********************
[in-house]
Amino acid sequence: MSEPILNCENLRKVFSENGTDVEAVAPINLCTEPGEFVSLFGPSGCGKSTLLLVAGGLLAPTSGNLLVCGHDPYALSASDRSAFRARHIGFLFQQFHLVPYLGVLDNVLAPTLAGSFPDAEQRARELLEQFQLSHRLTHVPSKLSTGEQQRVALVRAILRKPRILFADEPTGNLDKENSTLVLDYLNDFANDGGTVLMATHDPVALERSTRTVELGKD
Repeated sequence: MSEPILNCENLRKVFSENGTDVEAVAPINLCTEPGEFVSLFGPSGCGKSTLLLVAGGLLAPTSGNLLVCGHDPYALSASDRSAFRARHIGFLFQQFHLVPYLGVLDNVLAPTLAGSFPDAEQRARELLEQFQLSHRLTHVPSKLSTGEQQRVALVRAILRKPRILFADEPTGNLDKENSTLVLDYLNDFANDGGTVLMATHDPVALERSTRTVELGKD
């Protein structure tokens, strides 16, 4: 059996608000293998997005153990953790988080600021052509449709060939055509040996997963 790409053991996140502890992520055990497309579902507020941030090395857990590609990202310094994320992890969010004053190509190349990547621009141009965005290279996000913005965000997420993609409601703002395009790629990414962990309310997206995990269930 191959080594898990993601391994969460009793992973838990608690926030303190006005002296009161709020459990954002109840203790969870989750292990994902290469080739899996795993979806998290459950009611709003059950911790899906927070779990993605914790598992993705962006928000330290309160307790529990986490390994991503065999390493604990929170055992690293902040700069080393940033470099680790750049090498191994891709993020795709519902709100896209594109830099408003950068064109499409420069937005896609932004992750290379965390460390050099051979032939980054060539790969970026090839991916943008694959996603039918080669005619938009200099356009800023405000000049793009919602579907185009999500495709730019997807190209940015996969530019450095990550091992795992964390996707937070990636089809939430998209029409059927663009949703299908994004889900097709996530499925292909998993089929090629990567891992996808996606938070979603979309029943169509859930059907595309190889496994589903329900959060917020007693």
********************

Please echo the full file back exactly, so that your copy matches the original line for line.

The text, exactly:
[in-house]
Amino acid sequence: MSEPILNCENLRKVFSENGTDVEAVAPINLCTEPGEFVSLFGPSGCGKSTLLLVAGGLLAPTSGNLLVCGHDPYALSASDRSAFRARHIGFLFQQFHLVPYLGVLDNVLAPTLAGSFPDAEQRARELLEQFQLSHRLTHVPSKLSTGEQQRVALVRAILRKPRILFADEPTGNLDKENSTLVLDYLNDFANDGGTVLMATHDPVALERSTRTVELGKD
Repeated sequence: MSEPILNCENLRKVFSENGTDVEAVAPINLCTEPGEFVSLFGPSGCGKSTLLLVAGGLLAPTSGNLLVCGHDPYALSASDRSAFRARHIGFLFQQFHLVPYLGVLDNVLAPTLAGSFPDAEQRARELLEQFQLSHRLTHVPSKLSTGEQQRVALVRAILRKPRILFADEPTGNLDKENSTLVLDYLNDFANDGGTVLMATHDPVALERSTRTVELGKD
């Protein structure tokens, strides 16, 4: 059996608000293998997005153990953790988080600021052509449709060939055509040996997963 790409053991996140502890992520055990497309579902507020941030090395857990590609990202310094994320992890969010004053190509190349990547621009141009965005290279996000913005965000997420993609409601703002395009790629990414962990309310997206995990269930 191959080594898990993601391994969460009793992973838990608690926030303190006005002296009161709020459990954002109840203790969870989750292990994902290469080739899996795993979806998290459950009611709003059950911790899906927070779990993605914790598992993705962006928000330290309160307790529990986490390994991503065999390493604990929170055992690293902040700069080393940033470099680790750049090498191994891709993020795709519902709100896209594109830099408003950068064109499409420069937005896609932004992750290379965390460390050099051979032939980054060539790969970026090839991916943008694959996603039918080669005619938009200099356009800023405000000049793009919602579907185009999500495709730019997807190209940015996969530019450095990550091992795992964390996707937070990636089809939430998209029409059927663009949703299908994004889900097709996530499925292909998993089929090629990567891992996808996606938070979603979309029943169509859930059907595309190889496994589903329900959060917020007693």